Despite government threats and a campaign of intimidation, 22,000 workers at the Ceylon Electricity Board (CEB) in Sri Lanka are continuing to strike. The stoppage, which began last Wednesday, has disrupted power supplies in several areas of the island.
The unions covering technical engineers and superintendents have also threatened to join the strike after the government reneged on a promised salary increase of 10 to 13 percent. Those unions said they may hold a two-day protest strike starting today, then consider whether to continue the action.
The power workers’ strike was called by the CEB Joint Trade Union Alliance (JTUA), a combination of unions. These include: the Ceylon Electricity Employees Union (CEEU), controlled by the opposition Janatha Vimukthi Peramuna (JVP) as well as the Sri Lanka Nidahas Sevaka Sangamaya (SLNSS) and Jathika Sevaka Sangamaya (JSS), affiliated to the ruling coalition of the Sri Lanka Freedom Party (SLFP) and the United National Party (UNP).
The unions have sought to limit the strike to demands that wage discrepancies be rectified. The stoppage, however, is an expression of growing anger in the working class over the government’s attacks on social conditions.
Other demands include an end to the exploitation of national vocational trainees and repressive measures directed at the unions, along with the payment of risk allowances to technical workers.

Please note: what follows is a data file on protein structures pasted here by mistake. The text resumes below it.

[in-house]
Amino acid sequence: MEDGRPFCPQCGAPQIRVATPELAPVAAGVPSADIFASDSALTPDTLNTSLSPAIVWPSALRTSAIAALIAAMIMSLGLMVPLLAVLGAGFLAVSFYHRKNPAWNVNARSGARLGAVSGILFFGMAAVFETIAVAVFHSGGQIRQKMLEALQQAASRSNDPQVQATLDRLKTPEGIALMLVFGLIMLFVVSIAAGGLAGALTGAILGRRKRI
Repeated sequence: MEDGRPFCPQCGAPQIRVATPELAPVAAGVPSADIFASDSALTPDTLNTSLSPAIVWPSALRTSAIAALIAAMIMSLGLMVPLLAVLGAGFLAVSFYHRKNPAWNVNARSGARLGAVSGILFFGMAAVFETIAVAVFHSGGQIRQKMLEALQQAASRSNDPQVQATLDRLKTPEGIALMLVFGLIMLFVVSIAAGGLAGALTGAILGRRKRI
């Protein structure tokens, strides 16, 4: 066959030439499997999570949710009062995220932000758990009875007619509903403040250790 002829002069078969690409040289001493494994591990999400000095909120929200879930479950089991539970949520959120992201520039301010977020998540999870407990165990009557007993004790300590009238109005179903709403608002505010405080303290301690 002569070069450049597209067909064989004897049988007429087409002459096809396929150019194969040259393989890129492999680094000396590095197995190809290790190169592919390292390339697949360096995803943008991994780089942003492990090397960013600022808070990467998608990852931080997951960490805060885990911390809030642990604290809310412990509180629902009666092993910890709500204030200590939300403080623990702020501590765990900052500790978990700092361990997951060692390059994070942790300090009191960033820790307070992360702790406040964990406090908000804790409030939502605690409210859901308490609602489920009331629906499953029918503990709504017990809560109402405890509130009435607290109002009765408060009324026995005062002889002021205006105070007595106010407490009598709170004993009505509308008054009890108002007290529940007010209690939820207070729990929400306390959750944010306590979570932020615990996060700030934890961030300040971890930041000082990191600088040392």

The unions are also calling for the resolution of a fraud case involving the CEB employees provident fund over accusations that up to 5 billion rupees was “misplaced” and allegedly invested in treasury fund bills.
The unions have sought to divert anger among workers into demands that top CEB officials and engineers be punished over large salary increases.
According to the JTUA, the salary disparity between lower grades and executive positions has expanded to a ratio of 1:9 because of pay increases for the latter. The unions are demanding it be reduced to the previous ratio of 1:6.
The CEB has employed hundreds of trainees from the National Vocational Training Authority and contract workers to slash costs. They are paid between 750 and 1,000 rupees a day. Though the JTUA has postured as an opponent of this exploitation, it has not demanded that they be given permanency and salary increases.
Amid government fears that the strike could become the focal point of a broader movement of the working class, the military has expressed its readiness to intervene.
Military spokesman Roshan Seneviratne told the media on Sunday that since the start of the strike, security forces have been on stand-by to assist in CEB operations. In July, the government imposed an essential services order, which was used as the pretext to deploy the army to break a strike of Ceylon Petroleum Cooperation (CPC) workers.
The union leaders are also in backdoor talks with the government aimed at ending the stoppage.
After the “failure” of negotiations with CEB authorities, the JTUA, headed by CEEU general secretary and JVP leader Ranjan Jayalal, held talks with labour minister W.D.J. Seneviratne last night. JSS union leaders met with law and order minister Sagala Ratnayake, reportedly asking him to request that Prime Minister Ranil Wickremesinghe intervene in the dispute.